The dollar rose to the highest level in 11 months versus the euro after Federal Reserve Chair Janet Yellen acknowledged that the labor market has improved over the past five years, though some slack still remains.
The greenback surged 0.3 percent to trade at $1.3245 per euro as of 4:33 pm New York time, after earlier rising to $1.3221, the most since September 9. The dollar advanced 0.1 percent to 103.90 yen after appreciating to 104.18, the strongest level since Jan. 23. The euro plunged 0.2 percent to 137.65 yen.
“The market reaction has been positive for the dollar,” Brian Daingerfield, a Stamford, Connecticut-based currency strategist at Royal Bank of Scotland Group Plc’s RBS Securities unit, told Bloomberg News. “We’re very used to Chair Yellen’s view of the labor market being generally considered on the dovish side. Today’s commentary was neither hawkish nor dovish.”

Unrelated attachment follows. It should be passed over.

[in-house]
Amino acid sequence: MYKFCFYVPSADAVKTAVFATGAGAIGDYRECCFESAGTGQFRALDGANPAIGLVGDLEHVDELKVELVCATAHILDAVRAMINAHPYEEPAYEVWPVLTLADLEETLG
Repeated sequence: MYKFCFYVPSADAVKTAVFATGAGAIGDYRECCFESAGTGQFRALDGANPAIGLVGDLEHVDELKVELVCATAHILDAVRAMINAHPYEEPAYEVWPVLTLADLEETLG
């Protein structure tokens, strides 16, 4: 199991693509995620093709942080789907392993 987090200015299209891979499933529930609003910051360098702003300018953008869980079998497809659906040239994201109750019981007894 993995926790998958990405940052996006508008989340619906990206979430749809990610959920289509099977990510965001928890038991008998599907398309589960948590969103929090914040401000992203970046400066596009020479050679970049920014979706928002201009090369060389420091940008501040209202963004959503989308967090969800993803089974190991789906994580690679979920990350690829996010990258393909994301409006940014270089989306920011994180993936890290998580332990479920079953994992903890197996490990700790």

Yellen’s remarks at the annual gathering of world’s central bankers in Jackson Hole, Wyoming backed speculation the Fed will hike interest rates in 2015. The euro reduced losses after the European Central Bank President Mario Draghi expressed confidence that the stimulus measures will revive demand in the euro zone. Draghi told fellow central bankers and economists in Jackson Hole that economic recovery should be aided mostly by fiscal policies; dampening speculation the ECB will rely on monetary policies to boost growth.
Meanwhile, the Brazilian real fell after Latin America’s biggest economy reported a bigger-than expected current account deficit in July. The real dropped 0.5 percent to trade at 2.2788 per U.S. dollar after the central bank reported that current account deficit expanded to $6 billion from $3.3 billion. Foreign direct investment jumped to $5.9 billion in July compared to $3.9 billion the prior month, against expectations of a deficit of $5.8 billion and an investment of $5.4 billion.To register for a free 2-week subscription to ForexMinute Premium Plan, visit www.forexminute.com/newsletter.
To contact the reporter of this story; Jonathan Millet at firstname.lastname@example.org